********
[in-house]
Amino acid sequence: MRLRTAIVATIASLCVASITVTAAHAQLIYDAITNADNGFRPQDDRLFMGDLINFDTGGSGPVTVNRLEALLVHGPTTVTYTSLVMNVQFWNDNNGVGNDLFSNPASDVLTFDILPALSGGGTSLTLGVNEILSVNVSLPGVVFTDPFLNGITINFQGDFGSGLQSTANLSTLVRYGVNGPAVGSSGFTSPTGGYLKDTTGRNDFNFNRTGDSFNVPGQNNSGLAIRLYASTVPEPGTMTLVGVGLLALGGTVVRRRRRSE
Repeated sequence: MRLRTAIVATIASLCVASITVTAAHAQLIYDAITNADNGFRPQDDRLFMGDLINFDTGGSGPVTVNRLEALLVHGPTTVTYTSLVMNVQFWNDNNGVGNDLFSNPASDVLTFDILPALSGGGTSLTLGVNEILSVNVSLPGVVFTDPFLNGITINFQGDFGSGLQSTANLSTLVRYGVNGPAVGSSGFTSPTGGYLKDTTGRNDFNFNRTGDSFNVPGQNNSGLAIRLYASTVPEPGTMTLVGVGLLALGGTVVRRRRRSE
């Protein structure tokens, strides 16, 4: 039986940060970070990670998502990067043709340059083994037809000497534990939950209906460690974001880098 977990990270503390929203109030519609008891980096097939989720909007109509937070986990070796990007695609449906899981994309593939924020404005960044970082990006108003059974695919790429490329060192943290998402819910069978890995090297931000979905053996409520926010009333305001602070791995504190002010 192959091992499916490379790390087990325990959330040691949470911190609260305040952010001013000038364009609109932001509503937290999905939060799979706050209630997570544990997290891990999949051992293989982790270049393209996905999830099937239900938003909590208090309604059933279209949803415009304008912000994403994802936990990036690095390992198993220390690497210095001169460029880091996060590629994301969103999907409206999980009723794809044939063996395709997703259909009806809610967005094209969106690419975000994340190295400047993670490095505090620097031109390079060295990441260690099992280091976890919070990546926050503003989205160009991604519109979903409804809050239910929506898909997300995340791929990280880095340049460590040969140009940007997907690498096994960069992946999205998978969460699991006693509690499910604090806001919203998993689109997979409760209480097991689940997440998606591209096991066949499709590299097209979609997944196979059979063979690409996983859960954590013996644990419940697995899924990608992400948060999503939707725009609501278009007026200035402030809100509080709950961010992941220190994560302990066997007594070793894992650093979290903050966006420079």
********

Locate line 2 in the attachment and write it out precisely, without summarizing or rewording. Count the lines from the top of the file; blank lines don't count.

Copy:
Amino acid sequence: MRLRTAIVATIASLCVASITVTAAHAQLIYDAITNADNGFRPQDDRLFMGDLINFDTGGSGPVTVNRLEALLVHGPTTVTYTSLVMNVQFWNDNNGVGNDLFSNPASDVLTFDILPALSGGGTSLTLGVNEILSVNVSLPGVVFTDPFLNGITINFQGDFGSGLQSTANLSTLVRYGVNGPAVGSSGFTSPTGGYLKDTTGRNDFNFNRTGDSFNVPGQNNSGLAIRLYASTVPEPGTMTLVGVGLLALGGTVVRRRRRSE